March 19th 2017 – Broad River Spring Kickoff Paddle Trip Report

Steve Crabb


When I started paddling in 2007, I was both new to the Columbia area and to Kayaking.  So, for that first year, I paddled alone or with a family member the entire year just about every weekend. I learned a lot about the Columbia area and rivers in general.  As I entered the winter of 2007/2008 and kayaked less, I became involved with a few outdoors groups and met some more people who shared my interests in the outdoors.  As March came around, I organized what would become my “Spring Kickoff Paddle” as an opportunity to encourage my paddling friends to get on the water after winter.  While I did not organize one in 2015/2016(was too busy keeping up with a New baby to commit) I look very positive on the event as it was what kick-started my interest in leading kayak trips at all levels and I have seen it encourage many people to take their first steps into kayaking!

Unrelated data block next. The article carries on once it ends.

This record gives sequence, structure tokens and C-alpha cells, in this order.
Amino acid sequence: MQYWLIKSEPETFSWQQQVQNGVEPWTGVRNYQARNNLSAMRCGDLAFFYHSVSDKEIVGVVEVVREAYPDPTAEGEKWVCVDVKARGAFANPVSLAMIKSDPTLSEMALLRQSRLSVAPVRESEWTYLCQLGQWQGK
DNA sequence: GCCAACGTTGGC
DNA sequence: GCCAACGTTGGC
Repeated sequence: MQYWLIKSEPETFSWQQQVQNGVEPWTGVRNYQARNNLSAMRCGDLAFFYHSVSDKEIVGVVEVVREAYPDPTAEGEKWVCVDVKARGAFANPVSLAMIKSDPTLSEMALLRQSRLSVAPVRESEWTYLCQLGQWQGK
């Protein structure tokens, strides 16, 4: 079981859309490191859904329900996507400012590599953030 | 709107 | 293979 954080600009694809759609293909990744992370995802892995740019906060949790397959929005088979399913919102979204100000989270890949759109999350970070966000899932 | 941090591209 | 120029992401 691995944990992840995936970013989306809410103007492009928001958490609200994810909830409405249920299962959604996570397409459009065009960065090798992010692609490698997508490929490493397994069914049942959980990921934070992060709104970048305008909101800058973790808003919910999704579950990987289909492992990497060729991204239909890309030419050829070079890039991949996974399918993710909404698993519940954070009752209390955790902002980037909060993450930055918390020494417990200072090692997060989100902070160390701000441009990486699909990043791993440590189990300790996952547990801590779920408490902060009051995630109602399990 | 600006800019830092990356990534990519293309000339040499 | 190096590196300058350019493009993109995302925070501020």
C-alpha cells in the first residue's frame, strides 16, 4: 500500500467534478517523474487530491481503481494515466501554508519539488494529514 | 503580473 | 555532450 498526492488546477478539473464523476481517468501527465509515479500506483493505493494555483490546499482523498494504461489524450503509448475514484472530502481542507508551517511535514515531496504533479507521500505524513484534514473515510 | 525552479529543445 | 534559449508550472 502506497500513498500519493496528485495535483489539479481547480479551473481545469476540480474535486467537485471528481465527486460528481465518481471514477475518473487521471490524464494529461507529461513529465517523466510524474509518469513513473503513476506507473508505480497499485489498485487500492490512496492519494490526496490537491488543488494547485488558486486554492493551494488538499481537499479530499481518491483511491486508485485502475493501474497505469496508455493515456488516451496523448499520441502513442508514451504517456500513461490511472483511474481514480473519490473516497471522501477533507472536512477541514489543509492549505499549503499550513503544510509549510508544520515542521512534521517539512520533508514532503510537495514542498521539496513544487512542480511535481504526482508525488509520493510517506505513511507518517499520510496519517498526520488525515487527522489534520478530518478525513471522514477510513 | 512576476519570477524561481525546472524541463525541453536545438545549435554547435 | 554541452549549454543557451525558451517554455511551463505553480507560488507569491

Now on to the 2017 event!  The weatherman gave us temp in the mid 60’s with sunny blue skies.  There was a light wind with a few gusts here and there.  We had 16 paddlers (15 boats) all meet up at Riverfront park to drop boats and gear.  My amazing supportive wife and son helped get everyone signed up and with shuttling boats and gear down to Rosewood.  We got all the boats down to the put in just below the diversion dam.  After a brief safety talk, everyone launched their boats into the water.  Myself and Ian Randolph were on point (Instructions being follow whichever one of us is up front since, one of us will be eddying out for safety at certain points) and John Derrick on sweep.  We also had several other experienced long time paddlers Jim, Marie, and Mike Hollis stepping in when needed to provide help.  Right after the put in is probably the most difficult/most technical rapid of the entire run.  The route generally for a move from the initial eddy, back toward the center of the river over the first small drop and then back toward the right toward the next drop in the center of the river.  In the 6 previous times, I have hosted this trip, this has been one of the most troublesome spots for beginners.  This year was no exception.  I eddied out after the first drop and Ian led the group down through the second drop.  One canoe did not get far enough over and caught a rock sideways at the top drop causing an out of boat experience.  At the second drop, we had another swim.  Gear was collected quickly after both swims and after warming up, both paddlers were eager to get back in their boats and paddle on!